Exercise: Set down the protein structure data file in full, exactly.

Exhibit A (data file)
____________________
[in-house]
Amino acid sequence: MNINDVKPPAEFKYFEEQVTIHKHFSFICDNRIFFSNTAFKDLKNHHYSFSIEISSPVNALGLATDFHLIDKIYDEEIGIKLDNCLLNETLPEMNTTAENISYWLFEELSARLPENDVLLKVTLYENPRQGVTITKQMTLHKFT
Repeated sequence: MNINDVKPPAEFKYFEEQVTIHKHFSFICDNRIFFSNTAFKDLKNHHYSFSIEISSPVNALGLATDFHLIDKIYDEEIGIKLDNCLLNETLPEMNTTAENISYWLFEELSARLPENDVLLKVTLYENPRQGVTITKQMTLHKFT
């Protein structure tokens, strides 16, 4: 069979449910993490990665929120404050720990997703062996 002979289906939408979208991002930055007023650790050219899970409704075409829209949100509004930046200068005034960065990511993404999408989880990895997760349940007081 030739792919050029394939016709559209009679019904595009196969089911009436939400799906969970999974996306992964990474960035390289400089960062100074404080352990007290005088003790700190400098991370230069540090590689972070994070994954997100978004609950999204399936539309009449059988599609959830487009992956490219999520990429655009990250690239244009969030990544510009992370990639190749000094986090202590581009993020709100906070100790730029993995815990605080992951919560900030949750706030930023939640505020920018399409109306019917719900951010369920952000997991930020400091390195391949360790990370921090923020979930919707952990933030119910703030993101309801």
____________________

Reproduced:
[in-house]
Amino acid sequence: MNINDVKPPAEFKYFEEQVTIHKHFSFICDNRIFFSNTAFKDLKNHHYSFSIEISSPVNALGLATDFHLIDKIYDEEIGIKLDNCLLNETLPEMNTTAENISYWLFEELSARLPENDVLLKVTLYENPRQGVTITKQMTLHKFT
Repeated sequence: MNINDVKPPAEFKYFEEQVTIHKHFSFICDNRIFFSNTAFKDLKNHHYSFSIEISSPVNALGLATDFHLIDKIYDEEIGIKLDNCLLNETLPEMNTTAENISYWLFEELSARLPENDVLLKVTLYENPRQGVTITKQMTLHKFT
């Protein structure tokens, strides 16, 4: 069979449910993490990665929120404050720990997703062996 002979289906939408979208991002930055007023650790050219899970409704075409829209949100509004930046200068005034960065990511993404999408989880990895997760349940007081 030739792919050029394939016709559209009679019904595009196969089911009436939400799906969970999974996306992964990474960035390289400089960062100074404080352990007290005088003790700190400098991370230069540090590689972070994070994954997100978004609950999204399936539309009449059988599609959830487009992956490219999520990429655009990250690239244009969030990544510009992370990639190749000094986090202590581009993020709100906070100790730029993995815990605080992951919560900030949750706030930023939640505020920018399409109306019917719900951010369920952000997991930020400091390195391949360790990370921090923020979930919707952990933030119910703030993101309801």